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Nigerian Who Is Former Coach With Premier League Club Now Sells ​​Nasi Lemak At UM, And People Are Loving It

Nigerian Who Is Former Coach With Premier League Club Now Sells ​​Nasi Lemak At UM, And People Are Loving It

Yaya believes that Nigeria can learn from Malaysia’s multi-racial and multi-religion harmony.

Fernando Fong

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What has nasi lemak got to do with Nigeria, English Premier League (EPL) and the European football governing body UEFA?

A Nigerian man, Oluwashola Yaya Olukosi, or Yaya, sells nasi lemak at the University of Malaya (UM), and he is popular among UM students and staff.

I would wake up as early as 4am to take nasi lemak and side dishes from the main Tanglin Nasi Lemak branch at Tanglin Food Complex in Jalan Cenderasari. Business starts at UM at 7.00 in the morning.

Yaya on his daily life as a nasi lemak seller.

Having been in Malaysia since 2010, he has worked with Nasi Lemak Tanglin for more than eight years.

Granted, Nasi Lemak Tanglin is touted as one of the best in town, but his linguistic ability is probably a pull factor too.

Yaya can speak Malay fluently.

Yaya manning his nasi lemak stall in Kompleks Perdanasiswa, UM. (Pix: Latimin Keman/CCO)

A Wandering Talent

Yaya epitomised the old saying that one should never judge a book by its cover.

He has various certificates in football coaching diploma including UEFA B Licence

According to UEFA, European football’s highest body, the qualification allows Yaya to qualify as a coach for under-16 amateur clubs and an assistant coach for professional clubs.

His resume includes Wolverhampton Wanderers, the oldest club in the Premier League.

He was a coach for the under-12 and 13-year-old teams at Wolverhampton when he was in the United Kingdom.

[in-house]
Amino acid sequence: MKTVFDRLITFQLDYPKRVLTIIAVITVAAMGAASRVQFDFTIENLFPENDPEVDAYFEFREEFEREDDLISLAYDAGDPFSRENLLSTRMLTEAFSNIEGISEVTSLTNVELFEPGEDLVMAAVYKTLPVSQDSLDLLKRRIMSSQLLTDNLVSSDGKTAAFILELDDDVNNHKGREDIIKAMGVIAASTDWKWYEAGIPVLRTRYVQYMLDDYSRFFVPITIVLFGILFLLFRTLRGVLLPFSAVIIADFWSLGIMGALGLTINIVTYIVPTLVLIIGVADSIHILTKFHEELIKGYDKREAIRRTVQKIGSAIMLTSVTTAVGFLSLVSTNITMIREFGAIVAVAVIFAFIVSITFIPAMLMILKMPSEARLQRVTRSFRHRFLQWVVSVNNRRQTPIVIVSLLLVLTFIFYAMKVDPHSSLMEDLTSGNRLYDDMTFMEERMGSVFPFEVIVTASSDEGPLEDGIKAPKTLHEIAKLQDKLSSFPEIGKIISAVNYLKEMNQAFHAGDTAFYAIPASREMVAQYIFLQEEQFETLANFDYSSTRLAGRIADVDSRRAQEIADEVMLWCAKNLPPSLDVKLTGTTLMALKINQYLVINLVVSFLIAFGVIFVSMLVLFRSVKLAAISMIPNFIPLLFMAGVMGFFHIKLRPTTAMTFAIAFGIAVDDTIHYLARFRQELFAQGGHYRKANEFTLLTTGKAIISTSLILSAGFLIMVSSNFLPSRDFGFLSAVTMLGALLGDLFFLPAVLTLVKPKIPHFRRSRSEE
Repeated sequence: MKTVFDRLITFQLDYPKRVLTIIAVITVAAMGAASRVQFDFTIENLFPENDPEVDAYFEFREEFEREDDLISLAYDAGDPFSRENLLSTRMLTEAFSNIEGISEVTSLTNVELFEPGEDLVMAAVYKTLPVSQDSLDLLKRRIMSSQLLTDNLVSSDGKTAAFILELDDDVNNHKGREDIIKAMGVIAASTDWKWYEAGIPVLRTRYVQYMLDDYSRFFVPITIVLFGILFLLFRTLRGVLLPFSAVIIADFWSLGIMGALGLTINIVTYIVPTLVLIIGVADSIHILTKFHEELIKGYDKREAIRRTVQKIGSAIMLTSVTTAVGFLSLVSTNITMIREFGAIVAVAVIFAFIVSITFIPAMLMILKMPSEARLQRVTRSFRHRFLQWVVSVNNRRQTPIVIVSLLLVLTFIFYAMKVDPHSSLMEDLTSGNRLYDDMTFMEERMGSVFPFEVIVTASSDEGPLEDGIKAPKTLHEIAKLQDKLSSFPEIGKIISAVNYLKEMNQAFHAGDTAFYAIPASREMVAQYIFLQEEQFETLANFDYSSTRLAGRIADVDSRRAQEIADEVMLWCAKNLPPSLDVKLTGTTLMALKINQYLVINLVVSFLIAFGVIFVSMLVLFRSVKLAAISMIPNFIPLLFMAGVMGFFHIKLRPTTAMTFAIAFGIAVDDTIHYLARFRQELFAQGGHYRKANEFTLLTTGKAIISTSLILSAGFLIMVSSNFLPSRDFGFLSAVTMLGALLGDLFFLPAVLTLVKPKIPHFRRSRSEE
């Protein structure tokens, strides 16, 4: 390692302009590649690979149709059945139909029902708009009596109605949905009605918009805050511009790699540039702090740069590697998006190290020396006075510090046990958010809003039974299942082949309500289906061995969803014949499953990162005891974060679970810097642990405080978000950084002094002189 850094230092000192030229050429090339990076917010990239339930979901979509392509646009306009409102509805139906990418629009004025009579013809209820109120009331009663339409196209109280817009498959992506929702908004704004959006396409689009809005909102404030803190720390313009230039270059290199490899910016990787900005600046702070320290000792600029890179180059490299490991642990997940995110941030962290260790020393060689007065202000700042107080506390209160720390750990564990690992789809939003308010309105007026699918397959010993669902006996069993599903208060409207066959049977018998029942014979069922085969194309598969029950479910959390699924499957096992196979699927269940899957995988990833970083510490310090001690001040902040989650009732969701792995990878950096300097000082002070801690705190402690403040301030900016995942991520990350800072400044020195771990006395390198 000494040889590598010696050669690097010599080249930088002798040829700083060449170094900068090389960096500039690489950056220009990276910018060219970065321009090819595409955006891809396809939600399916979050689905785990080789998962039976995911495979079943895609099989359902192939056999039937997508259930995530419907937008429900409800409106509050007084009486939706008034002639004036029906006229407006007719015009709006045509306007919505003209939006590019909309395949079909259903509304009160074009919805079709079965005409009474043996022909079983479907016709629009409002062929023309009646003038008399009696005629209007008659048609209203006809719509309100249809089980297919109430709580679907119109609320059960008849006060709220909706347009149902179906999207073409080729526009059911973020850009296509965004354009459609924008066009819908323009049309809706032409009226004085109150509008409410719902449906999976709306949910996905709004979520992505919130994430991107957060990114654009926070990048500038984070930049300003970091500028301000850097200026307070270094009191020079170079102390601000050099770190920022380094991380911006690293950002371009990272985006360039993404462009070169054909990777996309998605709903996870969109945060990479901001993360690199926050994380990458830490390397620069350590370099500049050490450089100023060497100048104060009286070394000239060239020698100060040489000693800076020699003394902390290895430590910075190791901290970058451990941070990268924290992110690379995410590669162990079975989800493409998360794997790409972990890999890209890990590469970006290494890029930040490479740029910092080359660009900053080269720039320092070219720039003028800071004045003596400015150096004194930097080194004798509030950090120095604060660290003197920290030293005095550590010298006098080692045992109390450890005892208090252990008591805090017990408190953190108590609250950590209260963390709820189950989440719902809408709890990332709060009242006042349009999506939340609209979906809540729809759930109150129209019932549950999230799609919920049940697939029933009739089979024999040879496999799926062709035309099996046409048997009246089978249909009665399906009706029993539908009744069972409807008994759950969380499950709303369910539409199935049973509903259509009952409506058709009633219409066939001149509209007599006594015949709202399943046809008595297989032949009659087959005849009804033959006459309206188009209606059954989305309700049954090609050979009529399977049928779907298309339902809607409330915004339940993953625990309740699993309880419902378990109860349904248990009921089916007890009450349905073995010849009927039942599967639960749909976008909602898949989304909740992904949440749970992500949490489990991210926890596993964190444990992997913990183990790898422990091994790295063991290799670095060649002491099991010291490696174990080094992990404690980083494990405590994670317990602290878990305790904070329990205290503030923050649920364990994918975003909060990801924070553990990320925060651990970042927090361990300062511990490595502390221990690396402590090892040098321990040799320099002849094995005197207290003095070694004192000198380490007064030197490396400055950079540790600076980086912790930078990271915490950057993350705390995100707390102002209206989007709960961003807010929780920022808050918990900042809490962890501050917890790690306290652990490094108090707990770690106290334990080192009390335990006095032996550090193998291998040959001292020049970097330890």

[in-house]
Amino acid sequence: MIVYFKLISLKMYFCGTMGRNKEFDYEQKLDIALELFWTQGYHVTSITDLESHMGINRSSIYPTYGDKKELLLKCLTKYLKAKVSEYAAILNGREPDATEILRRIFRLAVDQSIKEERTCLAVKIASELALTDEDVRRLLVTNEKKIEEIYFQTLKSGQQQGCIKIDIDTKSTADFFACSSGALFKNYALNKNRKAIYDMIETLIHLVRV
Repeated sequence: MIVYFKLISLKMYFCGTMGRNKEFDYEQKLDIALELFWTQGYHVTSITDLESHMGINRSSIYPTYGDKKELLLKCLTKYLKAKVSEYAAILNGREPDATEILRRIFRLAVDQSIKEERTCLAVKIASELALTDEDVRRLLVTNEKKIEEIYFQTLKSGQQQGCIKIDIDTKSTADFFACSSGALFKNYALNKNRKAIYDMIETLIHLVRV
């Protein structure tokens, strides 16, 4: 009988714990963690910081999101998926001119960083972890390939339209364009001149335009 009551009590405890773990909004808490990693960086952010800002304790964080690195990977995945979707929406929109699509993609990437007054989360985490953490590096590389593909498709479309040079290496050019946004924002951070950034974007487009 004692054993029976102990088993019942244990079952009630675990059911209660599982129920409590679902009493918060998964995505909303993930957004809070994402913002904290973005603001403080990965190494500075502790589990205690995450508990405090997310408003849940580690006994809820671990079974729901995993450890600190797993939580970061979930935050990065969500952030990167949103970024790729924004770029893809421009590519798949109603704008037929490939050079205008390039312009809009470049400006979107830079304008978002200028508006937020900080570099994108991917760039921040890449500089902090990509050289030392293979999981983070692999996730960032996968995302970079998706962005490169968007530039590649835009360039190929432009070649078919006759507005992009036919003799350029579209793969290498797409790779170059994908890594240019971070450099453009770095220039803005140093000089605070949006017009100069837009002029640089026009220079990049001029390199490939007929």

Yaya also continued his studies at Salford City College, Manchester, in football coaching.

The Promised Land

After completing his studies, Yaya returned to his country of Nigeria, but job opportunities were very limited there. 

He then remembered his tutor’s advice to find an opportunity to become a football coach in Southeast Asia.

When I started looking for information about Malaysia, I immediately fell in love with two pictures, the Batu Caves Temple and the Petronas Twin Towers. Without wasting time, I made the decision to migrate here.

Yaya on how he ended up in Malaysia.

Yaya, a Muslim, appreciates the multi-racial and multi-religion facets of the Malaysian community. 

He said this is a new concept and something that might benefit his country.

Nigeria comprises several ethnic groups, the majority of which are the Igbo, Hausa and Yoruba

Yaya added that there are many troubles in his country but declined to elaborate further.

Nigeria, one of the world’s poorest countries, faces an ongoing battle with insurgent groups.

At the same time, continued government corruption threatens the stability and political integrity of Africa’s most populous state.


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